Is there such a thing as a "Goldilocks" form of democracy? One that strikes the right balance between ignoring the public on the important matters of the day and the alternative of changing policy with every tremor of public opinion? Either option can have severe negative consequences.

Without public engagement, democracy is a sham that's ultimately doomed to collapse in the long term. With too much, it might hypothetically lurch from extreme position to another. Ignoring distant historical examples and with the exception of the sometimes dysfunctional state of California, though, it's hard to think of cases where mature democracies have given their citizens too much power. Switzerland has quite a direct form of democracy, but on the whole it seems to be doing reasonably well rather than being a populist basket case.  

Whilst the UK system sits comfortably somewhere along the spectrum between apathy and ochlocracy (that's mob rule to you and me) we would argue that the current anti-political mood is fuelled by the perception that the public lack the power to change things for the better. 

Our democracy is, to use the return to the Goldilocks metaphor, too much like cold porridge without any way of warming it up.

Lukewarm apathy?

There are masses of theories about why the public are disaffected with politics at the moment, often  convincing. A few of them include: weak or corrupt politicians; lack of real choice at elections; political tribalism; special interests; the absence of vision; overly-inflated public expectations of what's possible; the disadvantages of first past the post. All have some validity.

What most of those arguments can be boiled down to, though, is power. At a time when we're less trusting of institutions than in the past and want more transparency and accountability from our representatives, the basic structures of our democracy remain rooted in the 19th century. In a progressive move, the government set up the epetition website for the public... and then promptly forgot about it.

Perhaps if the people were given a bit more involvement with the making of the laws and government policy, they would be more understanding when things go wrong.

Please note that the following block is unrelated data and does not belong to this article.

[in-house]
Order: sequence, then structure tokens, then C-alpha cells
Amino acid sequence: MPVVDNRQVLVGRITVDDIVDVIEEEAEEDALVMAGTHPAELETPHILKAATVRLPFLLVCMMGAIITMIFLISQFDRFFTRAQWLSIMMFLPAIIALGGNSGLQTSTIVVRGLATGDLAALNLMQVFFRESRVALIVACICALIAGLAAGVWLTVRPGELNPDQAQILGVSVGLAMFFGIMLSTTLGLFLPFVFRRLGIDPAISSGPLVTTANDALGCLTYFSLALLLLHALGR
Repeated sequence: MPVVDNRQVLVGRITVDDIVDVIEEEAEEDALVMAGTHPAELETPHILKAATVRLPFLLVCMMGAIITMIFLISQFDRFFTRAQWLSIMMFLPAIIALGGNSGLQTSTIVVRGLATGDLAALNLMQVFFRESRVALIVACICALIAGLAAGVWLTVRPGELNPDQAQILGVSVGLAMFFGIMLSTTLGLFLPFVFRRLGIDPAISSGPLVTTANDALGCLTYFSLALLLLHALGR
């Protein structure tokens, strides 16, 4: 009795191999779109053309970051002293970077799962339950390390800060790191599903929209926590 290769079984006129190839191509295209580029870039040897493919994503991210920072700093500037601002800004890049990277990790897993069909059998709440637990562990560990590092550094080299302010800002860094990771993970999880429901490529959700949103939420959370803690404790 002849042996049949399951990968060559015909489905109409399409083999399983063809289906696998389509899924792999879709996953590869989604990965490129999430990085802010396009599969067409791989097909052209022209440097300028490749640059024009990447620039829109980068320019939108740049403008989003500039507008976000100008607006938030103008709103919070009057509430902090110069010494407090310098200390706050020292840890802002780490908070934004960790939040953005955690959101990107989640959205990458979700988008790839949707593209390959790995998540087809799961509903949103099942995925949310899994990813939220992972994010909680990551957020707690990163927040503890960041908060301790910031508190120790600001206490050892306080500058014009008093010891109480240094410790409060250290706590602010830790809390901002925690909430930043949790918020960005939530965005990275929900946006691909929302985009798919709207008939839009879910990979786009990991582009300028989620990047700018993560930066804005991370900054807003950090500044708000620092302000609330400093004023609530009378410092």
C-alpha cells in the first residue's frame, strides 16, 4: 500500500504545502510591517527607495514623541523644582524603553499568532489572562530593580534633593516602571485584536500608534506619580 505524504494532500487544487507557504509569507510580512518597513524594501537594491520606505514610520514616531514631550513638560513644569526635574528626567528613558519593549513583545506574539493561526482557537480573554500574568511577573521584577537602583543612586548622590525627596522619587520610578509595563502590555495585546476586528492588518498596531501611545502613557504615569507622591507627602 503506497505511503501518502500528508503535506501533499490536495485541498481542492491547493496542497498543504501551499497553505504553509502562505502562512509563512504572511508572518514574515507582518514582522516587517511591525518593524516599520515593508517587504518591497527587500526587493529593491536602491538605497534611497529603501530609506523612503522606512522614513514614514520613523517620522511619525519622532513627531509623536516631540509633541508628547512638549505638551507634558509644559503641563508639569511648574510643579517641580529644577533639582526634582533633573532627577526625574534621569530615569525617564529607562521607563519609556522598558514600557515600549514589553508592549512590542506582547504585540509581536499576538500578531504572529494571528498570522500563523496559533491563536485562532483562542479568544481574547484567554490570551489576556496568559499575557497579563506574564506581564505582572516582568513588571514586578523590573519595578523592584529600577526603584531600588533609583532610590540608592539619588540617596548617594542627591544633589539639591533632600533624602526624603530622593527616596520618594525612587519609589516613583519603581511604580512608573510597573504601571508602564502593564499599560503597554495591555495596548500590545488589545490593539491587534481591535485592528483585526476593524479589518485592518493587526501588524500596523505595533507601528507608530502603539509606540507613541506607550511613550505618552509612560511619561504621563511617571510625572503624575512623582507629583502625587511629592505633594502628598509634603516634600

Over-heating Democracy

Critics could rightly respond that we already have a feast of democratic options on the table and that most of them are being left to rot. Witness local or EU voter turnout, never mind attitudes towards Police and Crime Commissioners.

Many of the public, they suggest, simultaneously want to pay low taxes yet have a well-funded NHS, or believe that we need to build more houses but not where they live, please. They don't look at the big picture and more of them watch the X-Factor or the Champions League than pay attention to foreign policy. 15% of those eligible to vote in the Scottish referendum - where the options were simple and the result critical - didn't use their voice. Is it really a good idea to place more decisions into the hands of the ill informed?

All of those things may well be true- but doesn't that highlight the need for wide-ranging reforms even stronger? Ignoring the discontent of a significant proportion of citizens doesn't seem like a clever idea.

Making it "just right"

We have worthy proposals in abundance. Regional devolution of power. Using a different voting system. City mayors. Updating the House of Lords. All of these are laudable initiatives in their own way and need to be discussed as part of a proper national conversation rather than as piecemeal politicking.

What they all have in common, though, is seeing democracy as a sequence of periodic votes rather than a continuous process, as if it were a submarine that occasionally has to surface for air.

The nature of the interaction between the people and their representatives needs to be pitched in a way that's accessible without over-simplifying complicated issues, and that gives citizens power without paralysing the ability of elected politicians to lead the country through difficult times. It should be more than one vote every five years.

For us, using the internet seems like the clear way to achieve that. Not to create some kind of happy-clicking, thoughtless mob, but as a forum for dialogue between public and politicians between elections, improving understanding, accountability and hopefully raising the quality of the decisions made.  

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